First Report of the Commissioners Of Inquiry
The State of the Irish Fisheries in 1836
The quay of Clifden is near the eastern extremity of Ardbear Bay, contiguous to the village, and on the estate of Mr. John D’Arcy. Clifden is not a place of rendezvous from whence boats proceed to the fishing grounds, being too far embayed; but its utility consists in affording a safe landing-place, and a certain market for fish to any amount, and in supplying all necessaries for the outfit of the fishery and merchandise for the country in general; there being extensive stores erected on the quay for the curing of fish. And the supply of the necessaries mentioned above. The village is entirely a new creation, and owes its rise to the establishment of the Harbour, and opening the country by the Government roads that have been made.
The plan which was given by Mr. Nimmo consists of a Boat and slip quay, five hundred and eighty nine feet in length, with an elbow or obtuse turn along a cliff three hundred feet in length, for shipping of deep craft, but only one hundred and seventy five feet of the ship quay is finished, and three hundred and fourteen feet in length of the boat quay has been raised within two feet of its intended height. Sixty seven feet of the ship quay, the entire three hundred feet of the elbow or deep ship quay and two feet in height of the boat quay remain undone. Under the contract this work should have been completed on or before the 1st day of August 1823.
In 1822 the Board granted £228 9s 2d towards the expense of this work, including the cost of erecting a breakwater at Doughbeg, about a mile westward of Clifden; the amount of the estimate of the whole being £456 18s 5d; in addition to which, the Board supplied machinery to the value of £34 19s, and contracted Mr. D’Arcy, who undertook to contribute £288 9s 3d for the executions.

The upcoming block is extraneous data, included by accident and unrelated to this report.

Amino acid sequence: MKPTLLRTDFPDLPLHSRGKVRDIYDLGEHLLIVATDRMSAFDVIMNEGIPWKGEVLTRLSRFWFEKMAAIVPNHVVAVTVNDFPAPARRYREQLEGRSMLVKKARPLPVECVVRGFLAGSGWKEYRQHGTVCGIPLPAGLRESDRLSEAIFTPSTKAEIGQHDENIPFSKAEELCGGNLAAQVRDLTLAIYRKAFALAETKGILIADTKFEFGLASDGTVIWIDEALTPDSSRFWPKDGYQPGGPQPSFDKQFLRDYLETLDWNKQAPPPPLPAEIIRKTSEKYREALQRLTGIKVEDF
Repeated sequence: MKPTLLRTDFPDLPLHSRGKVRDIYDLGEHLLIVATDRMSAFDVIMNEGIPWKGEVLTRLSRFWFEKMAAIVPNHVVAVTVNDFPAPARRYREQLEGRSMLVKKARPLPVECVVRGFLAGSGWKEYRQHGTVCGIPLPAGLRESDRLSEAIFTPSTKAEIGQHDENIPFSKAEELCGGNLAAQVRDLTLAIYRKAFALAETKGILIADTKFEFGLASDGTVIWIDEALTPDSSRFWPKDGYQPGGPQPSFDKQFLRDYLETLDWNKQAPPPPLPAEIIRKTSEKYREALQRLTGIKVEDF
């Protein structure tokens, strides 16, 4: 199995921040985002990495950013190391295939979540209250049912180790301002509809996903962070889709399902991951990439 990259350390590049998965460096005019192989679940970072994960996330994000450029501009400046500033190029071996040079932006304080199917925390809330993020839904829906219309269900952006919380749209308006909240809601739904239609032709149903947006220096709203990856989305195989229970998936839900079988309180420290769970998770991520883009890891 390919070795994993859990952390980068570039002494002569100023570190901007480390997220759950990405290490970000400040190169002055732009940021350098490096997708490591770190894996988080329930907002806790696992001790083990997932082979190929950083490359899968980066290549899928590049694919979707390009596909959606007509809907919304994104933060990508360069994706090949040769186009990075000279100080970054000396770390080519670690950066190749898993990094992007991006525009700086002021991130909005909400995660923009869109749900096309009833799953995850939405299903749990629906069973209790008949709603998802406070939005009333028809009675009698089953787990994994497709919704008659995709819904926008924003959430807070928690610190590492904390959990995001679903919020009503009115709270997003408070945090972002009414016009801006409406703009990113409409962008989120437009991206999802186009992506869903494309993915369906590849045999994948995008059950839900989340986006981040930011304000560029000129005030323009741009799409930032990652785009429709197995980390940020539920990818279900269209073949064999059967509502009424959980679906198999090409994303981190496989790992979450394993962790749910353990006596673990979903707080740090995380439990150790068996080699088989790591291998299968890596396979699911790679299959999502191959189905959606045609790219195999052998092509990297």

The Board agreed to pay Mr. D’Arcy in instalments, as certain portions of the work would be certified by the Boards engineer to have been duly executed; under which clause Mr. D’Arcy received payments amounting to £168 16s, including the value of machinery, and £94 12s 2d now stands to the credit of the work.
It may be proper to observe, that £342 9s 1 and a ½ d (Irish) is charged to Government as expended on this work, exclusive of the foregoing sums.
It is obvious that the work was inadequate to the expense of executing such extensive works, and believing it was not probable they would be completed without the Board’s interference, in November last I recommended that the balance standing to the credit should be expended in completing, so far as adequate, which would secure and finish as much of this interesting Harbour as would be at all necessary for fishery objects, and I now respectfully repeat that recommendation.
This Harbour may be placed in the second class for its utility in promoting the fishery.
The breakwater at Doughbeg was included in the foregoing estimate, though a distinct and detached work. It was finished, and is a useful work; it stands in need of some trifling repairs, but the damage being the effect of mere wear and tear, I do not conceive there is any fund applicable to it.
Extract from Mr. Donnell’s report of 1829- Notwithstanding the unfinished state of the greater part of these quays, some good stores have been erected on the finished part, and merchant vessels load or discharge their cargoes at them. They bring iron, pitch, ropes, earthenware and take away fish, corn, kelp and Irish Marble.
A few years back there were only some poor scattered cabins about this place; at present there are, exclusive of merchant’s stores, several streets of slated houses, church, chapel, School, bridewell, distillery and police office.
The place was heretofore only remarkable for illicit distillation and smuggling; at present it pays excise duties to a considerable amount.
Eight mooring posts and three mooring rings have been fixed in the quays, under the general order for moorings.
Appendix- Conditions of the Fishermen.
Conditions of the fishermen
There is no difference in the morals and social circumstances of the fishermen and agricultural labourers on this coast (Killeries); both pursuits are combined in the same person. For every man who has land is a fisherman, which causes him in a great measure to neglect both; the double pursuits injure both avocations, and if they could be separated by building fishery villages for the fishermen, I think the fisheries would improve, and the conditions of all parties much bettered; and it is my opinion that fishermen may be employed on this coast advantageously every day in the year, fishing or repairing fishing materials.